My Annual Christmas Poem
Winter rain turns into snow
Off to the clothing shop I go
Tables piled high with ware
Jackets, scarves and warm hats there
Gloves and mittens for my hands
Flannel shirts from foreign lands
Shop clerk sporting Santa hat
Offers help with this and that
But my needs are few so I
Quickly pass all those things by
What I need hangs on the wall
Ten feet wide by six feet tall
Dangling folded up on hooks
Many sizes, colours, looks
Christmas day inside a box
Can you guess? Grey wool socks!
That arctic outflow has us in its grip, but only very loosely. Temperatures hover around the freezing mark, leaving icy patches about but also wet places where the sun shines for a while. On the lake the water level must rise at night, evidenced by the suspended ice plates I often see on days like this.
With brilliant sun and cold we seem to get more birds. This Barred Owl was sitting directly above the path, unperturbed by my attention, swiveling his head as I circled round to get a better angle. He was still there when I returned an hour later, but another photographer had taken my place and no doubt filled his memory card with owl pictures.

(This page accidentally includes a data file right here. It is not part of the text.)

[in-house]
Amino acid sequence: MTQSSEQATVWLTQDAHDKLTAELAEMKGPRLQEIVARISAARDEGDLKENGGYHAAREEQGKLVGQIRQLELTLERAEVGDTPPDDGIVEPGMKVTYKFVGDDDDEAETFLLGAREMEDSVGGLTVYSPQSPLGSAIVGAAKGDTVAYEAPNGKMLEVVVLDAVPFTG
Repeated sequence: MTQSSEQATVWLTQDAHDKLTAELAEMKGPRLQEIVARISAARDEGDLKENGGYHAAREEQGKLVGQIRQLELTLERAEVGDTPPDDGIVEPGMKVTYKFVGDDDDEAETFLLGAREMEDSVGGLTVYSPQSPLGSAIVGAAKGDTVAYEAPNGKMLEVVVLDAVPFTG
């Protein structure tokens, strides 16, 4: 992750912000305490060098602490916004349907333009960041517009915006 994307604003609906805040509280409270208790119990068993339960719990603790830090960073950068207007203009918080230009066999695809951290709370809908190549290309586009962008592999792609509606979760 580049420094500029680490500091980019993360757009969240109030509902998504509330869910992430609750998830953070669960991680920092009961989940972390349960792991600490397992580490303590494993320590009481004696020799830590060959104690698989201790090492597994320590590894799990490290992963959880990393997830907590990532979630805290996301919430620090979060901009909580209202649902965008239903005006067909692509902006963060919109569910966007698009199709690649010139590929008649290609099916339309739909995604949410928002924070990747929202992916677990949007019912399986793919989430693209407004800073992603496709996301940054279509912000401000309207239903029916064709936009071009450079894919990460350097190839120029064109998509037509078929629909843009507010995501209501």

Across the floating bridge there were the usual crowd of Mallards and this lonely Hooded Merganser.
Across the lake I had a brief look at this Cooper’s Hawk before it split in a hurry. Maybe it was hungry. They don’t sit still for long.
The lake has flooded the surrounding lowlands and in a seasonal slough behind the ring of bush that borders the lake I saw a large flock of ducks and geese. I walked through the closely cropped grass past a gaggle of grazing Canada Geese to get a closer look. Quite suddenly the flock erupted and headed to the air.
On the return leg a Bewick’s Wren was picking at the bark of a tree.
The last bird I saw was this one, a male House Finch.